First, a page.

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I'm self-studying from Stroud & Booth's amazing "Engineering Mathematics" and I am stuck on factorizing a particular polynomial to a product of three linear factors. Through the trial-and-error method, I've gotten that the factors are $(x+2)$ and $(x+4)$ (although, it is my understanding that only quadratic polynomials are candidate for looking for multiple factors in this way, in case the factor isn't already given).

I've been banging my head against this, and gotten a different result every time, and the best I could come up with is: $$(x+1)(x+4)(2x+5).$$

It just seems that every time I try it out, a different result comes out.

Can anybody help me out or give me some pointers? Generally I have this down pretty well, but this particular one is doing my head in.

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    $\begingroup$ $x+1$ cannot be a factor of the polynomial as $-1$ is not a root of it. $\endgroup$
    – little o
    Apr 6 '19 at 18:18
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    $\begingroup$ The rational root theorem gives you a fast and easy way to identify all the possible rational roots. $\endgroup$
    – lulu
    Apr 6 '19 at 18:19
  • $\begingroup$ The tag self-learning is intended to be used for questions about the pedagogy involved in learning on your own such as "If I am teaching myself a subject, how can I get feedback like one might in a traditional course through tests and homework? How do I know I'm headed in the right direction and not making mistakes?" The tag is not meant to be used for questions like yours which is more about the math involved rather than the learning-style. $\endgroup$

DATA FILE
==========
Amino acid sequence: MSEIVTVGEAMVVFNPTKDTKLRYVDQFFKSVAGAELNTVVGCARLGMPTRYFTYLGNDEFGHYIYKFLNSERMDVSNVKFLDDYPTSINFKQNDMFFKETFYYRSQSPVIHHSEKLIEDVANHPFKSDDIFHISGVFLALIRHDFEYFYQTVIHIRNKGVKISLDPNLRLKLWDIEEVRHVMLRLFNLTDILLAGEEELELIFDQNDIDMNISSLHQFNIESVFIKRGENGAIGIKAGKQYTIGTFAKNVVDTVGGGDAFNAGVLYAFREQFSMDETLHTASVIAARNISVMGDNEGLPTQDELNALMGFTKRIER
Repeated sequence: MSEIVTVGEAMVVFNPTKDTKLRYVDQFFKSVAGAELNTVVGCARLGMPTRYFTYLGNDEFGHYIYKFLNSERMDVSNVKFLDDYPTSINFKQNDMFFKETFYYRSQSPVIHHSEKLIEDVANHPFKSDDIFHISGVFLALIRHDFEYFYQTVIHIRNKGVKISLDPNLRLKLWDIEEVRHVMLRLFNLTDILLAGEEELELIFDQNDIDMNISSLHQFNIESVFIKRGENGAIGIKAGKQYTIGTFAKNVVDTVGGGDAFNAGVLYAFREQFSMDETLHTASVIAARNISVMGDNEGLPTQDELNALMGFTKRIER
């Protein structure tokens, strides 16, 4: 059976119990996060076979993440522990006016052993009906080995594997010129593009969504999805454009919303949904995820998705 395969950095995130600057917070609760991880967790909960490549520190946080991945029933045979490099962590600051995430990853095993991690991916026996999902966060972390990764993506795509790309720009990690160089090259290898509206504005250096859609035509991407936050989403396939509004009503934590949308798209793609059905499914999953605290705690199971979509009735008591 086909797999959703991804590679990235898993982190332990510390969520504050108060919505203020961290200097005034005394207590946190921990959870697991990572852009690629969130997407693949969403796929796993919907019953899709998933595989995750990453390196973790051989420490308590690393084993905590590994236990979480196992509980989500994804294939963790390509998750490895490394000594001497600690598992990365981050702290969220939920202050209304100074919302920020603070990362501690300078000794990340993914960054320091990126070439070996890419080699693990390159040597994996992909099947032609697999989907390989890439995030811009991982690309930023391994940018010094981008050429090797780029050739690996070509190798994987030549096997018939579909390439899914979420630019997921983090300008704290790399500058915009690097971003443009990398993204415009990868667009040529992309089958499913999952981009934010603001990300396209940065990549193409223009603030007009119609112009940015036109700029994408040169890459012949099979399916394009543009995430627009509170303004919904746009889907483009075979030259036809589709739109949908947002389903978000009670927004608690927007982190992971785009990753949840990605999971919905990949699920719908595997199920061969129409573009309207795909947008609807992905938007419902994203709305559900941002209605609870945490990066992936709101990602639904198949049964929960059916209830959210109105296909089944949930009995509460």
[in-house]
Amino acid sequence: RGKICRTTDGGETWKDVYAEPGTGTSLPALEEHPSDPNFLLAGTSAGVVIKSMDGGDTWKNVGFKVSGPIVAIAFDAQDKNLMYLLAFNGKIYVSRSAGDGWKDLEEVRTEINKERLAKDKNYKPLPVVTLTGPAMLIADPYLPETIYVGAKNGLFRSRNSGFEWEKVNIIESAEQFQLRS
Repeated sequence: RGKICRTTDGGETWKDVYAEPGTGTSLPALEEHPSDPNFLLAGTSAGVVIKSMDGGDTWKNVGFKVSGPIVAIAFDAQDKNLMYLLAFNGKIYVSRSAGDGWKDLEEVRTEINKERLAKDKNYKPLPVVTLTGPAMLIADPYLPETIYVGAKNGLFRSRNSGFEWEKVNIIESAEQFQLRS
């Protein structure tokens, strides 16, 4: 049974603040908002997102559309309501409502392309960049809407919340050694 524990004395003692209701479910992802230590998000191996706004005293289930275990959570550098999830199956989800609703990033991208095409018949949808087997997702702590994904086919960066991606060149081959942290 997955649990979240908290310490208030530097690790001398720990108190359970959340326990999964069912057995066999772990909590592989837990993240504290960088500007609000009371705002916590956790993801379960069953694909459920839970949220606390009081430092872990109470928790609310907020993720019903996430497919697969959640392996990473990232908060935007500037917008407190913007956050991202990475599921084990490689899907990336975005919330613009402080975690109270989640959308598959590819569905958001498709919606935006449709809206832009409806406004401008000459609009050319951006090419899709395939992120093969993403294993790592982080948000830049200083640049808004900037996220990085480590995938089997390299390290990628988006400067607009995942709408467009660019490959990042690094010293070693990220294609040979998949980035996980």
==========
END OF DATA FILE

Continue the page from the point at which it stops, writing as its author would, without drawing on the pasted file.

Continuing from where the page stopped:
– JMoravitz
    Apr 6 '19 at 19:14
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It's actually $$2x^3+7x^2-14x-40=(2x\color{red}-5)(x+\color{red}2)(x+4)$$

Once you've identified that $(x+2)$ and $(x+4)$ are factors, use the polynomial long division to obtain the last factor.

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  • $\begingroup$ Why the downvote? $\endgroup$
    – Dr. Mathva
    Apr 6 '19 at 19:53
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A general way to find such a factorization for a polynomial $p(x)$ of third degree is:

1) Try to find "by hand" a root of the polynomial: let's call it $a$.

2) Since $a$ is a root, (x-a) divides your polynomial. Hence you can write it as $p(x)=(x-a)(ax^2+bx+c)$. Now all you have to do is finding the roots of the second degree polynomial we just found.

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Observe that $$2x^3+7x^2-14x-40 = (x+4) (2x^2-x-10).$$

Can you proceed now?

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  • $\begingroup$ Why the downvote? $\endgroup$
    – little o
    Apr 6 '19 at 19:58
  • $\begingroup$ I'm not the downvoter but can you elaborate how did you find -4 as root? $\endgroup$
    – kelalaka
    Apr 7 '19 at 10:30
  • $\begingroup$ Because $2(-4)^3 + 7(-4)^2-14(-4)-40=0.$ $\endgroup$
    – little o
    Apr 7 '19 at 10:32
  • $\begingroup$ Yes, that is clear. Did you use the Rational Root theorem or try an error? $\endgroup$
    – kelalaka
    Apr 7 '19 at 10:34
  • $\begingroup$ I basically did by trial and error. $\endgroup$
    – little o
    Apr 7 '19 at 10:35

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